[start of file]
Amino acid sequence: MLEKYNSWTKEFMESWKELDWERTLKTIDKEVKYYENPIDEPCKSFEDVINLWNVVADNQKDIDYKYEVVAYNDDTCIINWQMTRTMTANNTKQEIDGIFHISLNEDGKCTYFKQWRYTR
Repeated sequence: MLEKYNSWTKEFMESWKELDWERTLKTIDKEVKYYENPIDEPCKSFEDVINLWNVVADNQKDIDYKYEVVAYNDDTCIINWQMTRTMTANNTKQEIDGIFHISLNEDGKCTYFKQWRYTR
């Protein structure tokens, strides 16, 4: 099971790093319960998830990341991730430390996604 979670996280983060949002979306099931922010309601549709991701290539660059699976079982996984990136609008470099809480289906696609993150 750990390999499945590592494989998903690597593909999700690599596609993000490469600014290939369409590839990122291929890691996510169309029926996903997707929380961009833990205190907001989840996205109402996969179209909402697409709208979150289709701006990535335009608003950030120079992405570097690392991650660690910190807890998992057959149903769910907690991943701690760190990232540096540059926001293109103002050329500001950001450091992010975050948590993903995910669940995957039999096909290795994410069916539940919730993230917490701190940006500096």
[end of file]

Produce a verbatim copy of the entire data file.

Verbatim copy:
Amino acid sequence: MLEKYNSWTKEFMESWKELDWERTLKTIDKEVKYYENPIDEPCKSFEDVINLWNVVADNQKDIDYKYEVVAYNDDTCIINWQMTRTMTANNTKQEIDGIFHISLNEDGKCTYFKQWRYTR
Repeated sequence: MLEKYNSWTKEFMESWKELDWERTLKTIDKEVKYYENPIDEPCKSFEDVINLWNVVADNQKDIDYKYEVVAYNDDTCIINWQMTRTMTANNTKQEIDGIFHISLNEDGKCTYFKQWRYTR
């Protein structure tokens, strides 16, 4: 099971790093319960998830990341991730430390996604 979670996280983060949002979306099931922010309601549709991701290539660059699976079982996984990136609008470099809480289906696609993150 750990390999499945590592494989998903690597593909999700690599596609993000490469600014290939369409590839990122291929890691996510169309029926996903997707929380961009833990205190907001989840996205109402996969179209909402697409709208979150289709701006990535335009608003950030120079992405570097690392991650660690910190807890998992057959149903769910907690991943701690760190990232540096540059926001293109103002050329500001950001450091992010975050948590993903995910669940995957039999096909290795994410069916539940919730993230917490701190940006500096």